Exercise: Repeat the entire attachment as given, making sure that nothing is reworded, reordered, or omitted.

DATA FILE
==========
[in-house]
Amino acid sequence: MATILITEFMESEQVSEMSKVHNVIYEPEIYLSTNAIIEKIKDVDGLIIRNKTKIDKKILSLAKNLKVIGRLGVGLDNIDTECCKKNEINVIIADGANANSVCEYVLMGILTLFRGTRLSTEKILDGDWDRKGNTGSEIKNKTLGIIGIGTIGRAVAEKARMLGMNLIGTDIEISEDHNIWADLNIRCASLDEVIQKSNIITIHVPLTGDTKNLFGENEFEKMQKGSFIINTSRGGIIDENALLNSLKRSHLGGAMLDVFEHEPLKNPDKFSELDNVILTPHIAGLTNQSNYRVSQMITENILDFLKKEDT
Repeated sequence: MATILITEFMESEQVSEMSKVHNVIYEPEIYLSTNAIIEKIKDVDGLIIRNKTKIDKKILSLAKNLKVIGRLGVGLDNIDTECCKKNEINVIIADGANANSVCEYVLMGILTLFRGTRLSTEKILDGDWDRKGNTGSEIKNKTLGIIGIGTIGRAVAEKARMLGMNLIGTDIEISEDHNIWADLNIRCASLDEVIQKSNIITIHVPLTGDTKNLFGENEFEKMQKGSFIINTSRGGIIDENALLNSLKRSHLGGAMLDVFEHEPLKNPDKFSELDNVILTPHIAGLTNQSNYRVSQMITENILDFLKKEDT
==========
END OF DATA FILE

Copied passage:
[in-house]
Amino acid sequence: MATILITEFMESEQVSEMSKVHNVIYEPEIYLSTNAIIEKIKDVDGLIIRNKTKIDKKILSLAKNLKVIGRLGVGLDNIDTECCKKNEINVIIADGANANSVCEYVLMGILTLFRGTRLSTEKILDGDWDRKGNTGSEIKNKTLGIIGIGTIGRAVAEKARMLGMNLIGTDIEISEDHNIWADLNIRCASLDEVIQKSNIITIHVPLTGDTKNLFGENEFEKMQKGSFIINTSRGGIIDENALLNSLKRSHLGGAMLDVFEHEPLKNPDKFSELDNVILTPHIAGLTNQSNYRVSQMITENILDFLKKEDT
Repeated sequence: MATILITEFMESEQVSEMSKVHNVIYEPEIYLSTNAIIEKIKDVDGLIIRNKTKIDKKILSLAKNLKVIGRLGVGLDNIDTECCKKNEINVIIADGANANSVCEYVLMGILTLFRGTRLSTEKILDGDWDRKGNTGSEIKNKTLGIIGIGTIGRAVAEKARMLGMNLIGTDIEISEDHNIWADLNIRCASLDEVIQKSNIITIHVPLTGDTKNLFGENEFEKMQKGSFIINTSRGGIIDENALLNSLKRSHLGGAMLDVFEHEPLKNPDKFSELDNVILTPHIAGLTNQSNYRVSQMITENILDFLKKEDT